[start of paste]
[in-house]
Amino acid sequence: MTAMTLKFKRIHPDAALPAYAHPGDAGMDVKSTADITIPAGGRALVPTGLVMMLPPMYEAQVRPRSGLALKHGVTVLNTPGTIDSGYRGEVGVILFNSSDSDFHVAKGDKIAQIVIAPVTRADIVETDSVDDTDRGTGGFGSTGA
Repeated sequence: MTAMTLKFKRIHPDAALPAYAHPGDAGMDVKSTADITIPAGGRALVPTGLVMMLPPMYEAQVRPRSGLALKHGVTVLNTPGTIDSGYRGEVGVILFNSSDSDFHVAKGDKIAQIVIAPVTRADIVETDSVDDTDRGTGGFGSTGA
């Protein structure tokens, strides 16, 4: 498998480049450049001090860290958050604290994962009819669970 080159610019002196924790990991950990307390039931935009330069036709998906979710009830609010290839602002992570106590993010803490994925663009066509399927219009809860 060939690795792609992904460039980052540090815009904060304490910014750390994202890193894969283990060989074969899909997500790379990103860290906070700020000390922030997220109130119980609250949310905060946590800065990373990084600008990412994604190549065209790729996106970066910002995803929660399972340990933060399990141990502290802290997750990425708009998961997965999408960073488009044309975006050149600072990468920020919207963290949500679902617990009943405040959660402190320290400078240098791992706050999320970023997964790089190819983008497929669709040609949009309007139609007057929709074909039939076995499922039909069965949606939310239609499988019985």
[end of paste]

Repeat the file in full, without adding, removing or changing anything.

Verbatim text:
[in-house]
Amino acid sequence: MTAMTLKFKRIHPDAALPAYAHPGDAGMDVKSTADITIPAGGRALVPTGLVMMLPPMYEAQVRPRSGLALKHGVTVLNTPGTIDSGYRGEVGVILFNSSDSDFHVAKGDKIAQIVIAPVTRADIVETDSVDDTDRGTGGFGSTGA
Repeated sequence: MTAMTLKFKRIHPDAALPAYAHPGDAGMDVKSTADITIPAGGRALVPTGLVMMLPPMYEAQVRPRSGLALKHGVTVLNTPGTIDSGYRGEVGVILFNSSDSDFHVAKGDKIAQIVIAPVTRADIVETDSVDDTDRGTGGFGSTGA
């Protein structure tokens, strides 16, 4: 498998480049450049001090860290958050604290994962009819669970 080159610019002196924790990991950990307390039931935009330069036709998906979710009830609010290839602002992570106590993010803490994925663009066509399927219009809860 060939690795792609992904460039980052540090815009904060304490910014750390994202890193894969283990060989074969899909997500790379990103860290906070700020000390922030997220109130119980609250949310905060946590800065990373990084600008990412994604190549065209790729996106970066910002995803929660399972340990933060399990141990502290802290997750990425708009998961997965999408960073488009044309975006050149600072990468920020919207963290949500679902617990009943405040959660402190320290400078240098791992706050999320970023997964790089190819983008497929669709040609949009309007139609007057929709074909039939076995499922039909069965949606939310239609499988019985």